Laser therapy pdt (photodynamic therapy) and pdd (disinfection)

Photomedicine and Laser Surgery, Volume 27, Number 2, 2009

Photodynamic therapy may be effective as a treatment for Herpes Simplex Labialis

Juliana Marotti, D.D.S.,1 Ana CecÃlia Correa Aranha, D.D.S., Mrs C., Ph.D.,2, Carlos De Paula Eduardo, D.D.S., Mrs C., Ph.D.,2 and Martha Simões Ribeiro, Ph.D.3

Background and objectives: Herpes is a common infectious disease caused by human herpes viruses. Several treatments have been proposed, but none of them prevents the virus from being reactivated. This article describes the use of photodynamic therapy (PDT) to treat herpes lesions and reports four cases.

The methods: PDT was used as an adjuvant therapy to treat herpes labialis in four patients. A special type of 0.01% (m/V) methylene blue solution was applied to the vesicular stage of the herpes virus disease and the lesions were irradiated with laser energy (wavelength 660 nm, energy density 120 J/cm2, output power 40 mW, 2 min per point, 4.8 J energy/point, at four points). After 24 h, the patients returned and phototherapy was repeated with the same equipment, this time at 3.8 J/cm2 and 15 mW, with a total dose of 0.6 J. The same procedure was repeated 72 h and 1 wk later.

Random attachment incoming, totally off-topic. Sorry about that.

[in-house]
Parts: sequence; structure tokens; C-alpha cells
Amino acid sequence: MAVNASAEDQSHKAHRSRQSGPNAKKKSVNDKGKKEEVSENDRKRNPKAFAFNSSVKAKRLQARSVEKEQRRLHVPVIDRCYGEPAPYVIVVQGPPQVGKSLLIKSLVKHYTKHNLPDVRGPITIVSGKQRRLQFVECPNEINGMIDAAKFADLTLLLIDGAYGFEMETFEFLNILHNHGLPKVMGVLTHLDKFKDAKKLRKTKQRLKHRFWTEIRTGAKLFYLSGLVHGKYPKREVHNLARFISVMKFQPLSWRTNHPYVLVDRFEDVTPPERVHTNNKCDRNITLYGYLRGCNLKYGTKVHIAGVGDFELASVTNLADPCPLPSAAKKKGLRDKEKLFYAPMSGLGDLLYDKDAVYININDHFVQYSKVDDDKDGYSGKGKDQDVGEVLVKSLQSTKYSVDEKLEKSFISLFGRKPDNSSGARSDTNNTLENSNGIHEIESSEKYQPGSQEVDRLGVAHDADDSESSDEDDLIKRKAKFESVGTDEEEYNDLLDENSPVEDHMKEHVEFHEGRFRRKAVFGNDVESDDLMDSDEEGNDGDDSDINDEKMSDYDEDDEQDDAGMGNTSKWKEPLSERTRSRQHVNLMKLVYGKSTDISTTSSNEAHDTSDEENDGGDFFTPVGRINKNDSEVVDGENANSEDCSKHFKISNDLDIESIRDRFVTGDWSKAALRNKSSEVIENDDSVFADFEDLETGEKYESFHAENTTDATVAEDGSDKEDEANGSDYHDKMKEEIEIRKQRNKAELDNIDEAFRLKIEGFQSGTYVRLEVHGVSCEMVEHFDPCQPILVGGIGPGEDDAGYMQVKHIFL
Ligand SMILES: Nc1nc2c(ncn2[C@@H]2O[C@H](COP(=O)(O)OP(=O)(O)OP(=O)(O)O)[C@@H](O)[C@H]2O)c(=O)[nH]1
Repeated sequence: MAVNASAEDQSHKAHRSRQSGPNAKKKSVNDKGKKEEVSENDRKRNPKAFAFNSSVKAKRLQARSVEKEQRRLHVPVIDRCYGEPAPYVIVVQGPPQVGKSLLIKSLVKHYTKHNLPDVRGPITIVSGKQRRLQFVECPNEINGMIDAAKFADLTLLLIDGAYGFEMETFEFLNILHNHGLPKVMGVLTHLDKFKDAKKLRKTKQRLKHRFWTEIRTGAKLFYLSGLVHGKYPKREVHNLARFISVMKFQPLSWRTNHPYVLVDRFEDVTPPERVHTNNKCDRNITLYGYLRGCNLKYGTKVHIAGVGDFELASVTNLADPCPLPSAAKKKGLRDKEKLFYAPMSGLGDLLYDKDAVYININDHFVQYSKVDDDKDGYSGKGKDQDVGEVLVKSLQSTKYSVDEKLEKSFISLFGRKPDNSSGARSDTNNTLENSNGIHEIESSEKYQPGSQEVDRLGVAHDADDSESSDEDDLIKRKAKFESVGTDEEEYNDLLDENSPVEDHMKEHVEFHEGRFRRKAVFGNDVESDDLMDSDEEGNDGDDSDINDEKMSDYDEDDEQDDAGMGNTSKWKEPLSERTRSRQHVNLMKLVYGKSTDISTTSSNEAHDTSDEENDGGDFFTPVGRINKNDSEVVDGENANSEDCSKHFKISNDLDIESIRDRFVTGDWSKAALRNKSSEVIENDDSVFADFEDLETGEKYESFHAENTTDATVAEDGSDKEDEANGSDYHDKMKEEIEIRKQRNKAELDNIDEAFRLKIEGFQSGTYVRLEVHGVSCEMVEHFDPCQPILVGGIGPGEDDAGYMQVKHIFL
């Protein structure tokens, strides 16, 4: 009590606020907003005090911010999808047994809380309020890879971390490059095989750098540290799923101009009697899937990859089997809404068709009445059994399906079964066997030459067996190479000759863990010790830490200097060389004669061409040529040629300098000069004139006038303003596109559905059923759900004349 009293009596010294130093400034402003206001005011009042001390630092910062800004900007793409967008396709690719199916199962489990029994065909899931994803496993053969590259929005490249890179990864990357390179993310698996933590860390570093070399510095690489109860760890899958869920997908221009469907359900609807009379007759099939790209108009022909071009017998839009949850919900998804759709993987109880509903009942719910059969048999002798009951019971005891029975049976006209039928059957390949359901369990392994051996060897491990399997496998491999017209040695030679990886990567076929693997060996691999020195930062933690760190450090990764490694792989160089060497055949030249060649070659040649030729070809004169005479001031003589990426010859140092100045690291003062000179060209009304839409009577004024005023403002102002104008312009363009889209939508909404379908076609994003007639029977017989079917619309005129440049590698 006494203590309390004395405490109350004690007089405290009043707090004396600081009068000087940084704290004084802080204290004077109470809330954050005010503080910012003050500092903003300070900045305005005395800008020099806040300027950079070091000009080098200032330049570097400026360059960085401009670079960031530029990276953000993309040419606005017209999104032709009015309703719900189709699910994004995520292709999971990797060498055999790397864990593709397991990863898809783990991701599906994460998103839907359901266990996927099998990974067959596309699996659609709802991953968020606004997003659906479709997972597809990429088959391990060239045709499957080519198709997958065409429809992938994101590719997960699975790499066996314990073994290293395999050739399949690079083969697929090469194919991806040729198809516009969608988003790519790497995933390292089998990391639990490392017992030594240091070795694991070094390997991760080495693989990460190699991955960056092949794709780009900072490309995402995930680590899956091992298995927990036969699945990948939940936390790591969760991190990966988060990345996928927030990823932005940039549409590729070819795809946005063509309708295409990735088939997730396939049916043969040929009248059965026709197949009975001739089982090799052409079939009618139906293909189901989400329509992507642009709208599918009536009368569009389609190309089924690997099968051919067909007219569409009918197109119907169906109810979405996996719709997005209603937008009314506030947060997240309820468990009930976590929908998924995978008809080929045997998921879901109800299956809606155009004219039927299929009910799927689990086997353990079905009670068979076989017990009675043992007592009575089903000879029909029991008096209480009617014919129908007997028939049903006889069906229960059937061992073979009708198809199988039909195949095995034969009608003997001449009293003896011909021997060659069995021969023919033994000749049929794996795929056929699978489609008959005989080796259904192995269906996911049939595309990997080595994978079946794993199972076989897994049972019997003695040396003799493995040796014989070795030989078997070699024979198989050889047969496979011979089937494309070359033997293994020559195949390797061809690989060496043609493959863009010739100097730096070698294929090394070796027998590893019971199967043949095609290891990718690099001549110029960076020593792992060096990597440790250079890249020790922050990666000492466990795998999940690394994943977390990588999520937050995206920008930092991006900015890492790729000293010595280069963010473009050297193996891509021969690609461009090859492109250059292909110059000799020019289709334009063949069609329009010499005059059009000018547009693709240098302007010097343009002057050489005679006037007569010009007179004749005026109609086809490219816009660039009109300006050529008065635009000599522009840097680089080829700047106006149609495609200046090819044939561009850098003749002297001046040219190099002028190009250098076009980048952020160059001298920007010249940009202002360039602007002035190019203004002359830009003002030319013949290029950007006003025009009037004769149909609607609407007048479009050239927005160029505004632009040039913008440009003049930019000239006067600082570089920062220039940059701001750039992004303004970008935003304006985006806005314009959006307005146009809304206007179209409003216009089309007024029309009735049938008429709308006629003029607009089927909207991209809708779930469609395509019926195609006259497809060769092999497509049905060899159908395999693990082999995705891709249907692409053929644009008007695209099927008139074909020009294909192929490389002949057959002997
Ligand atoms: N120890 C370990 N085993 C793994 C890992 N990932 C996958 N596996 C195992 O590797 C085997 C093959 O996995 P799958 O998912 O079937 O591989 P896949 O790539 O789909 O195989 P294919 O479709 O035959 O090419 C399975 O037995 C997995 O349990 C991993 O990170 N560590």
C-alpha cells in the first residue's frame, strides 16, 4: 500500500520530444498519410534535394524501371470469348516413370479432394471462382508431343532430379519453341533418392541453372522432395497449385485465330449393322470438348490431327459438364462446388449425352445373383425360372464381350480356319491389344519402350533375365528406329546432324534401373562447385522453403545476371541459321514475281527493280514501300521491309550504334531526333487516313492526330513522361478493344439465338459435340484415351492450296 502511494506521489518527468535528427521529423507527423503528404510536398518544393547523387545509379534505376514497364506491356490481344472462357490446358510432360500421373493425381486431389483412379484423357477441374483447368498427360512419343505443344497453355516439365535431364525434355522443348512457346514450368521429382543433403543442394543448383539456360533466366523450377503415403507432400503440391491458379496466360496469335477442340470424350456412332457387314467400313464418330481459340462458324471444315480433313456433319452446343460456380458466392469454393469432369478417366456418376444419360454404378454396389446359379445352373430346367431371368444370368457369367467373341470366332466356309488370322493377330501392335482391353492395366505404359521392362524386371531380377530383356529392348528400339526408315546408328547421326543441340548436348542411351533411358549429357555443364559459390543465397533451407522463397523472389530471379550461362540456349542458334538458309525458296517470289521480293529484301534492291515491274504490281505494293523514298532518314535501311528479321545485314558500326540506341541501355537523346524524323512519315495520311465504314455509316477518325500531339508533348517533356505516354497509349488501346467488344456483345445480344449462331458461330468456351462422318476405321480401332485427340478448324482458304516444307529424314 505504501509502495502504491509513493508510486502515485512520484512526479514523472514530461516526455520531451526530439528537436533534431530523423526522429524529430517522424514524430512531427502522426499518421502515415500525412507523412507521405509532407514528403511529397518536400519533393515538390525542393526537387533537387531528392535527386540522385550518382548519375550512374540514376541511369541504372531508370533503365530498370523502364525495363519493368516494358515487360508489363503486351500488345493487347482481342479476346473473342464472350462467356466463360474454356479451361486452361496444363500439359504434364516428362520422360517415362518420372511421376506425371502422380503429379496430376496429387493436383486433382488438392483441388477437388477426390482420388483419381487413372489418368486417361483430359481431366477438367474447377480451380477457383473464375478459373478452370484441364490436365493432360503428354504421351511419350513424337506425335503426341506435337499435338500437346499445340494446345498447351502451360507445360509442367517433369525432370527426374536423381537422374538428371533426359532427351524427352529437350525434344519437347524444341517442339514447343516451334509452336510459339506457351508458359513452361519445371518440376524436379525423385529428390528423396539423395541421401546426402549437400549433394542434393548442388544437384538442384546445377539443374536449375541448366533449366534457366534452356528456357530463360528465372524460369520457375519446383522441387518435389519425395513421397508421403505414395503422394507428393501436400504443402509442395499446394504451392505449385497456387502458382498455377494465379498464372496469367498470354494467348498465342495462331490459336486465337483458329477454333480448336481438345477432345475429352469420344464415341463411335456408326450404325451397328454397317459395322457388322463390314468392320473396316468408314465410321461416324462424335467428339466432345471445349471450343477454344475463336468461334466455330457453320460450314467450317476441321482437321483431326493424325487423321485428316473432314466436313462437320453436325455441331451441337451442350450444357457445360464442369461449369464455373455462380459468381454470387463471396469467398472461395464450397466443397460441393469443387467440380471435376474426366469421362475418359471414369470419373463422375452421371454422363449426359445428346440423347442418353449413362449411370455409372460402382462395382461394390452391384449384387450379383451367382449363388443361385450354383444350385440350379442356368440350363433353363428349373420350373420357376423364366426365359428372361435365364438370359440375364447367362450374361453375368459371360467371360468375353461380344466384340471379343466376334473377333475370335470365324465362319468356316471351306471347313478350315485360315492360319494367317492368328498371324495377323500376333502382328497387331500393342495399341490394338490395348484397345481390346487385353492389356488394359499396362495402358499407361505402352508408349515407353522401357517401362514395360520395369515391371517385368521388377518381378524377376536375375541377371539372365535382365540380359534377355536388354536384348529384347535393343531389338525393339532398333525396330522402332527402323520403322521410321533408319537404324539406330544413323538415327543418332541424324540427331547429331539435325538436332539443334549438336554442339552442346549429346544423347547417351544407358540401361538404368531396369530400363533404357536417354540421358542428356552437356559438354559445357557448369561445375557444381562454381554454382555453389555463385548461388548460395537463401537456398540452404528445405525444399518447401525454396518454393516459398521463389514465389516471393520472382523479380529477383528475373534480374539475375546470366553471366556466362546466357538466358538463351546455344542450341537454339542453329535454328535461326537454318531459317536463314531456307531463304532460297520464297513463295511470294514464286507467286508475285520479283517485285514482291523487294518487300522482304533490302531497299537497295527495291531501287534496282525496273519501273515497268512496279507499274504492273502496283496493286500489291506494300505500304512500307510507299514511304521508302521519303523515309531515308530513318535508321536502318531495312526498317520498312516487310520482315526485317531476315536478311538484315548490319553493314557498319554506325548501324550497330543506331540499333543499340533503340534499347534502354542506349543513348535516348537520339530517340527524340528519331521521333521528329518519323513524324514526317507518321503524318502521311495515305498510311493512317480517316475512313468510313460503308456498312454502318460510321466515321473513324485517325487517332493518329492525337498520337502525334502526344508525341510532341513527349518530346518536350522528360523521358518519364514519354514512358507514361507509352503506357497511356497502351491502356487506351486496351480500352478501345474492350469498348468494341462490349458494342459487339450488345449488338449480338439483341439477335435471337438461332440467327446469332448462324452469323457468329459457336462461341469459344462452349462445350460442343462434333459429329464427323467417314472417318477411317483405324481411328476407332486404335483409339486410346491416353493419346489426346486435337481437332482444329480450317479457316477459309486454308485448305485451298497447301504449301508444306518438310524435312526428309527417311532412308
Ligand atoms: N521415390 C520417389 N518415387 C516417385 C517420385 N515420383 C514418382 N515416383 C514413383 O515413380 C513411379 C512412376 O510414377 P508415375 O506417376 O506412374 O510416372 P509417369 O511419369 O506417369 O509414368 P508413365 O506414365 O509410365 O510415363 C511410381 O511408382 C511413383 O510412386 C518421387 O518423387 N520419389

Results: Treatment with low-level laser therapy can be considered as an option in the treatment of herpes labialis, reducing the frequency of vesicle recurrences and offering comfort to patients. No significant acute side effects were observed and the lesions healed rapidly.

Conclusion: Treatment of herpes labialis with PDT was effective, had no side effects and, when combined with laser phototherapy, accelerated the healing process.